Yarman part of UNG Ethics Bowl team that earns nationals spot

press release from merit pages

UNG’s Ethics Bowl team has earned a spot at the Intercollegiate Ethics Bowl national competition for the second year in a row. Team members include Elizabeth Johnson, Elina Posey, Daniel Yarman, Jessica Kagansky, and Bryant Singleton. Contributed photograph

DAHLONEGA, GA (01/09/2024)– The University of North Georgia’s (UNG) Ethics Bowl team earned a spot in its national competition thanks to a second-place finish in the Mid-Atlantic Regional Intercollegiate Ethics Bowl in November. This marks UNG’s second nationals appearance in a row. The Association for Practical and Professional Ethics Intercollegiate Ethics Bowl national event is set for Feb. 24-25 in Cincinnati, Ohio.

Thirty-six student teams from institutions of higher learning across the country will compete in matches using a set of prepared cases that are drawn from real-life examples in education, business, life, and politics. A team of case writers works on cases throughout the summer and fall, and students have approximately two months to prepare for the competition. More than 200 teams from more than 150 schools competed in regional competitions to earn a spot in the national competition, with four teams coming from each of the nine regions.

UNG’s team members include Elizabeth Johnson, Jessica Kagansky, Elina Posey, Bryant Singleton, and Daniel Yarman. Kagansky and Yarman were also on the 2022-23 team that competed at nationals in Portland, Oregon.

Yarman is from Monroe, GA.

Dr. Rose Procter, director of UNG’s TRUIST Center for Ethical Leadership, and Dr. James Grindeland, lecturer of philosophy, serve as the team’s coaches.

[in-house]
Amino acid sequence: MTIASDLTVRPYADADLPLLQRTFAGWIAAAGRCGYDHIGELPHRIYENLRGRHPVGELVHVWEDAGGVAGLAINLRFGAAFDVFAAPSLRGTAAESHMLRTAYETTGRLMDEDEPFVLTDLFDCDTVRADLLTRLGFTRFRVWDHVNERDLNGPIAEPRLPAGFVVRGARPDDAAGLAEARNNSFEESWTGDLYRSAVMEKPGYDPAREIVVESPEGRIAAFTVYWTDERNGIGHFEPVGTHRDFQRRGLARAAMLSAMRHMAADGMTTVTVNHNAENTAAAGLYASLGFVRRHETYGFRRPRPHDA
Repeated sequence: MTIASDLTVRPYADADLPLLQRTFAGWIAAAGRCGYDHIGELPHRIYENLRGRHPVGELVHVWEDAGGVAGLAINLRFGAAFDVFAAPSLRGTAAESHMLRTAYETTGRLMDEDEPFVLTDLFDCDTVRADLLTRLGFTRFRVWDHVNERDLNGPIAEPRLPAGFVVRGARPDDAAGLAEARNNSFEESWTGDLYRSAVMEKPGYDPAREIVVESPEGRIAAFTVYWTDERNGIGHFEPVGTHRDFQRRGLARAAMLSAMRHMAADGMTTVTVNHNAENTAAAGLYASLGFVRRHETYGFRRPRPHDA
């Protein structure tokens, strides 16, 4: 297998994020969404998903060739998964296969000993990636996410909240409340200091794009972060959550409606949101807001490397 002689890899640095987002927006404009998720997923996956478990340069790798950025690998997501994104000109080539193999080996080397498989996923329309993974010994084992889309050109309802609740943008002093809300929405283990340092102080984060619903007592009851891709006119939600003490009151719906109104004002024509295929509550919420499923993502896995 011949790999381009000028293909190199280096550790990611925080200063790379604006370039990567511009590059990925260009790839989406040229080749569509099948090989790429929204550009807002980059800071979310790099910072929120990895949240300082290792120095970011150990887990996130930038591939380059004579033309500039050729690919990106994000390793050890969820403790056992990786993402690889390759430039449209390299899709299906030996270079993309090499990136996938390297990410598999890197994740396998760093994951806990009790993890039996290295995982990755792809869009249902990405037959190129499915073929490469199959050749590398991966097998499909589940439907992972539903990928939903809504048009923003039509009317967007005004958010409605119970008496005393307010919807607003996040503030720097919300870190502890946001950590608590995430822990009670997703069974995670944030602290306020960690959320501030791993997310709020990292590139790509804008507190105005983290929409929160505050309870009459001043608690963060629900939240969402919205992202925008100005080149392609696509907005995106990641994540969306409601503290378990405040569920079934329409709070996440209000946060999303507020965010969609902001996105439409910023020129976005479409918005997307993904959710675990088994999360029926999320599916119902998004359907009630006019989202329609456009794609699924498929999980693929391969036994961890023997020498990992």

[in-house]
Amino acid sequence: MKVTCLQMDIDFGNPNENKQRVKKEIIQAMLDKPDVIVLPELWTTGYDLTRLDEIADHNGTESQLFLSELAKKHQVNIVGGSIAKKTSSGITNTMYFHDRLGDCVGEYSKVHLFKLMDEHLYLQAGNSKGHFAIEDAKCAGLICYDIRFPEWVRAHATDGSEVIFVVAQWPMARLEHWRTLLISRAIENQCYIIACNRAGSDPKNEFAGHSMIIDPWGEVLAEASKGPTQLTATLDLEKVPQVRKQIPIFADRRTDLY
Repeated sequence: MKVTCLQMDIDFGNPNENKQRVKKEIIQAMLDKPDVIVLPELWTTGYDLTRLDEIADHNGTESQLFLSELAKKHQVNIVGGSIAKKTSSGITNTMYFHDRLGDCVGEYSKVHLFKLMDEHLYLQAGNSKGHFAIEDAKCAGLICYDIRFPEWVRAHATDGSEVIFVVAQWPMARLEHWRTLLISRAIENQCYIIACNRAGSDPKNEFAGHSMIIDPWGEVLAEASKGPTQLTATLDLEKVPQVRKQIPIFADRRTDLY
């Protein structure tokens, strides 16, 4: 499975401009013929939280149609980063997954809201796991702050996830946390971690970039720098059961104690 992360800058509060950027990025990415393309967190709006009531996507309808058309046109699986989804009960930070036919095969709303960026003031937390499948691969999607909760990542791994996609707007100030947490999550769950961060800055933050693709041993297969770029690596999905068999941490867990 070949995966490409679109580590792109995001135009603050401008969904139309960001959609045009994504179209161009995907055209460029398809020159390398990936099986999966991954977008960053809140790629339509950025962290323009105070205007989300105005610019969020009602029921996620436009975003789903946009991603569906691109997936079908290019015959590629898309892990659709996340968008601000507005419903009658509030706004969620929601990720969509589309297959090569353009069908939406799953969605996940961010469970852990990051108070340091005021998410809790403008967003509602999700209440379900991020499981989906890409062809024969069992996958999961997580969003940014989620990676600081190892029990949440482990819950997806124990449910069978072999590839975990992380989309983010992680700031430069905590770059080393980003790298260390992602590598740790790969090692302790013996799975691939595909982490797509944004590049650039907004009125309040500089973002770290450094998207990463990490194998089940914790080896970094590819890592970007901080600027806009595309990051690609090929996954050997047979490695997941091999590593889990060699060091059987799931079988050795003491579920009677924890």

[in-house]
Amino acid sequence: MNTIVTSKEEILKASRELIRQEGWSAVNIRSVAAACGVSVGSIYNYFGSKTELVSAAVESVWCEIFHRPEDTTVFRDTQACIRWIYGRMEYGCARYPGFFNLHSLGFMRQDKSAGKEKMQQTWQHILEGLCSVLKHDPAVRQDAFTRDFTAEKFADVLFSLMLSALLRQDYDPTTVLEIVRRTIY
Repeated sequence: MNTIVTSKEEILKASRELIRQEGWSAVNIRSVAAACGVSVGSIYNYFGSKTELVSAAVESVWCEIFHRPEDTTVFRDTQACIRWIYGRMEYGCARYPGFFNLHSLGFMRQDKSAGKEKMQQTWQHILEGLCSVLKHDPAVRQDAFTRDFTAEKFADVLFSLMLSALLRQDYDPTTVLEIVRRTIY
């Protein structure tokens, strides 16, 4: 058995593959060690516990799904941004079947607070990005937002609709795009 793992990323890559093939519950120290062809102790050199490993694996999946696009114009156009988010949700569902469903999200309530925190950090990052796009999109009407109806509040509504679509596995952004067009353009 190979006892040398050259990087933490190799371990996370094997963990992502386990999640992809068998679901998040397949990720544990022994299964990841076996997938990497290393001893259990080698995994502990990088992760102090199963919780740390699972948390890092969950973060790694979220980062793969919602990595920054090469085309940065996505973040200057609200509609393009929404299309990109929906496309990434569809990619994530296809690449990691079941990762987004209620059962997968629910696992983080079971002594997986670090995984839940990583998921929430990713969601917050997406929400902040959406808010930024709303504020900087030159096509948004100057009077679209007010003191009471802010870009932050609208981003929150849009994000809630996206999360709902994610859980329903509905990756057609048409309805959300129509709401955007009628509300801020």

“We see the Ethics Bowl as a signature leadership development experience for our students,” Procter said. “Having the ability to effectively lead a team under pressure and to make sound ethical decisions is vital to leadership effectiveness.”

Kagansky, a junior from Buford, Georgia, pursuing a degree in interdisciplinary studies, said the opportunity to move beyond simplistic answers was enjoyable.

“It forces us to dive deeper so we can form our own opinions. It reinforces the need for critical thinking,” Kagansky said. “I don’t have to have the same opinions as someone to respect them. We can still have a meaningful relationship even if we’re not ideologically aligned.”

Grindeland, likewise, appreciated that collegial atmosphere.

“It’s so good to see a civil debate about ethical and political issues,” he said. “It’s such a relief after being on social media.”

Yarman, a sophomore from Monroe, Georgia, pursuing a Bachelor of Business Administration in management, said the team members did a great job of working cohesively. The format of Ethics Bowl provides plenty of opportunities for growth, as well.

“You learn a lot about how to present your ideas in a clear way,” Yarman said.

Positioned in the fastest-growing region of the state, the University of North Georgia comprises five campuses united by a single mission focused on academic excellence and academic and co-curricular programs that develop students into leaders for a diverse and global society. The University of North Georgia is a University System of Georgia leadership institution and is The Military College of Georgia. With more than 18,000 students, the University of North Georgia is one of the state’s largest public universities. The university offers more than 100 programs of study ranging from certificate and associate degrees to doctoral programs.

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